Russian troops, rolling in from the Belarusian border, 200 miles north, invaded the town at the beginning of the war in February. Borodyanka, together with Bucha, Irpin and Hostomel, was one of the towns hardest hit by Russia’s bombardments, before being was liberated in April. Ukrainian investigators found dozens of mass graves where the bodies of civilians, tortured and killed, had been buried. Moscow had unleashed cluster munitions, cluster bombs, and extremely powerful unguided bombs in the populated areas of Borodyanka, destroying dozens of buildings.
Since then, the town has been the focus of reconstruction efforts, with several tower blocks demolished as a result of damage caused by the fighting.
Ukraine’s foreign minister, Dmytro Kuleba, is in Cambodia where, on the sidelines of the Association of Southeeast Asian Nations (Asean) summit in Phnom Penh, he has met the US secretary of state, Antony Blinken.
Henichesk declared new ‘temporary administrative capital’ of occupied Kherson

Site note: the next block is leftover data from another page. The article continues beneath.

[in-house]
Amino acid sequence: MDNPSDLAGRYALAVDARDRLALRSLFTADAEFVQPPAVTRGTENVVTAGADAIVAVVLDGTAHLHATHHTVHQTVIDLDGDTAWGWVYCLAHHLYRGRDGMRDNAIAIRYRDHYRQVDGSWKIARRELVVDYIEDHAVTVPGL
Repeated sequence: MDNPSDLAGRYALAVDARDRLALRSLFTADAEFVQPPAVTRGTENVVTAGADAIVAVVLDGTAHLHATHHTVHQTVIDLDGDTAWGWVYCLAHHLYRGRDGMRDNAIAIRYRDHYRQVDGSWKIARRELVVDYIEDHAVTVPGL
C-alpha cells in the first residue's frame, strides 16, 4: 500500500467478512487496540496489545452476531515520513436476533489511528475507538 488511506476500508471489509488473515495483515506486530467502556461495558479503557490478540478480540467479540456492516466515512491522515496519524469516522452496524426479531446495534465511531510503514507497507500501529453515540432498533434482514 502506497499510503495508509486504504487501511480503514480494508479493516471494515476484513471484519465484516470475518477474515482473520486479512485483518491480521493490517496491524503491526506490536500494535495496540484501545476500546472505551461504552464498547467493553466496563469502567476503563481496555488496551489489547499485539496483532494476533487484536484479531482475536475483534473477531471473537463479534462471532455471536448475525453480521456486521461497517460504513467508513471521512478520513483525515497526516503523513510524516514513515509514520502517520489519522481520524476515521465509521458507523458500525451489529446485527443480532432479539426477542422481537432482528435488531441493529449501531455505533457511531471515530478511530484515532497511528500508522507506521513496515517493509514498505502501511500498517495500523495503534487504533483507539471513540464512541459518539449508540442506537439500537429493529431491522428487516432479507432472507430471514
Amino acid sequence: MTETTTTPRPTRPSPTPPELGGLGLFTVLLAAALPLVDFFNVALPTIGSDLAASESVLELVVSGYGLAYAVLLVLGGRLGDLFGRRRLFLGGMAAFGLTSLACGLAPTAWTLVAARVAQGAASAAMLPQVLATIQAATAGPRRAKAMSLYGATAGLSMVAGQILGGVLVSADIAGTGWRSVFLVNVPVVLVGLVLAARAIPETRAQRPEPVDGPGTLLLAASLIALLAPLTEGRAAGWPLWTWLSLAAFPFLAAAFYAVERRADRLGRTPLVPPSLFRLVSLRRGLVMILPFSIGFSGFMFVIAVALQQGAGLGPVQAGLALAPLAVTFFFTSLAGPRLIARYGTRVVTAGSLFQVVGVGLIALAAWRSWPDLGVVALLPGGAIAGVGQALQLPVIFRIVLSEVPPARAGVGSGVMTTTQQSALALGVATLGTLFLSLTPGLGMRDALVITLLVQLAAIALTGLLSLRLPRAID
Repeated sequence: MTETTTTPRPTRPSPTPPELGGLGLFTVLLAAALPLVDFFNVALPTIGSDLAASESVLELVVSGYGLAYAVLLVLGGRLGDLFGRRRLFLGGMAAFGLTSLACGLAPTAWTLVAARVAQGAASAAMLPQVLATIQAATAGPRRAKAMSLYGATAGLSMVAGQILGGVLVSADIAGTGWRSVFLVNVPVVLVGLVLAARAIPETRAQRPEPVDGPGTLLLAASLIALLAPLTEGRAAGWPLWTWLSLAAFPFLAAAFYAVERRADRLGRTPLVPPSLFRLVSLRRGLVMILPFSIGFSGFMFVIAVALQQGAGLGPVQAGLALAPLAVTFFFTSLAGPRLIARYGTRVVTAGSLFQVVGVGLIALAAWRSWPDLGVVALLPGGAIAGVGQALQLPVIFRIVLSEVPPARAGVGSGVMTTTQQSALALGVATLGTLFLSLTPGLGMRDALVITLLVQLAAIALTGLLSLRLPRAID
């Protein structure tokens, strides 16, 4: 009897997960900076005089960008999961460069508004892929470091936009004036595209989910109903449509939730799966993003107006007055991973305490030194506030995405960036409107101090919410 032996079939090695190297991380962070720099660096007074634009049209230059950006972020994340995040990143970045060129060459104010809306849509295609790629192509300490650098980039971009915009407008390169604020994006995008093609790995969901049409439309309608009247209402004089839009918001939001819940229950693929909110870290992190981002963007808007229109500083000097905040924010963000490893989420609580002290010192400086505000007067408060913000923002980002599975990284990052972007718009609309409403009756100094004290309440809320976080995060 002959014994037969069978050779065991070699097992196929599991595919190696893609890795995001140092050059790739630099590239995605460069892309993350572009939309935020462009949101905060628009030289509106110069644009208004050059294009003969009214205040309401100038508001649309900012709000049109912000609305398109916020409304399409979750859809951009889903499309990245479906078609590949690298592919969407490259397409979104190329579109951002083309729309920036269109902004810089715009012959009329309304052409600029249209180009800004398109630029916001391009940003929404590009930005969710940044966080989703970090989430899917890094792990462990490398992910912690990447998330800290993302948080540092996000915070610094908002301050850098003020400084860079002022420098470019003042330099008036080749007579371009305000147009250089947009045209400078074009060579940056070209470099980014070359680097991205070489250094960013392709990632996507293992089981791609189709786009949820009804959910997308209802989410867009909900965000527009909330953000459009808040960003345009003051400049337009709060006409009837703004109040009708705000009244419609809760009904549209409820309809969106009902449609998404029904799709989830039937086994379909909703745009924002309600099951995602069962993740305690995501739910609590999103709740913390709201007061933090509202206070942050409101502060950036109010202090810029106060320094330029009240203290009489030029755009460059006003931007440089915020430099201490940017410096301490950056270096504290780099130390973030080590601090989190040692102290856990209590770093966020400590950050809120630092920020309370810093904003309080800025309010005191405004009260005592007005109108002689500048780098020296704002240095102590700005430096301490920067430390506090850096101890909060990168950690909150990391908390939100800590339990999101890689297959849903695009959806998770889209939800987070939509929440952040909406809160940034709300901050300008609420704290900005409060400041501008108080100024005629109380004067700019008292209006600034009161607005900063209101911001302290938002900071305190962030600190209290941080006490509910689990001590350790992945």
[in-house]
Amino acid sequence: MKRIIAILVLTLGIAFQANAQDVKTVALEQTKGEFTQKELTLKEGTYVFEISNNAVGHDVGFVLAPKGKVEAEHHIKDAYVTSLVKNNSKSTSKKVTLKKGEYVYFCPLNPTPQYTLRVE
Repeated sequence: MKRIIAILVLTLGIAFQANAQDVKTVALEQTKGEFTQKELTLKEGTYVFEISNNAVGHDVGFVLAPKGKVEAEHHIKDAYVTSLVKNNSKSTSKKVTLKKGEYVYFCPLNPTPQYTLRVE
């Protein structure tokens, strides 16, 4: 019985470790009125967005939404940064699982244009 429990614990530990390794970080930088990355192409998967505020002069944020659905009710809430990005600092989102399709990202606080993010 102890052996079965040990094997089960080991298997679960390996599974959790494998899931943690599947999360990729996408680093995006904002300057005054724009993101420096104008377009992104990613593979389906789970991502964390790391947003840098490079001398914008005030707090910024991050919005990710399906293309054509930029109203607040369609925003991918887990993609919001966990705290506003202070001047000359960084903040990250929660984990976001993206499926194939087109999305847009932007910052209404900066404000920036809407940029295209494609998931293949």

The state-owned Russian news agency Tass is reporting that Alexander Fomin, one of the members of the Russian-imposed administration in occupied Kherson oblast, has said Henichesk has been declared the temporary administrative capital of Kherson. The region is one of the areas that the Russian Federation has claimed to have annexed.
He said: “All the main authorities are concentrated there.”
Henichesk, a port city on the sea of Azov, has been occupied since 27 February. It is very close to the border with the Crimea region, but a significant distance from Kherson city and the Dnipro River.
The Russian-imposed authorities in occupied Luhansk claim three civilians have been injured by Ukrainian shelling. The Russian state-owned RIA Novosti news agency reports that the local administration posted on Telegram that the incident occurred in the city of Kadiivka. The claims have not been independently verified. Luhansk is one of the regions of Ukraine that Russia claims to have annexed.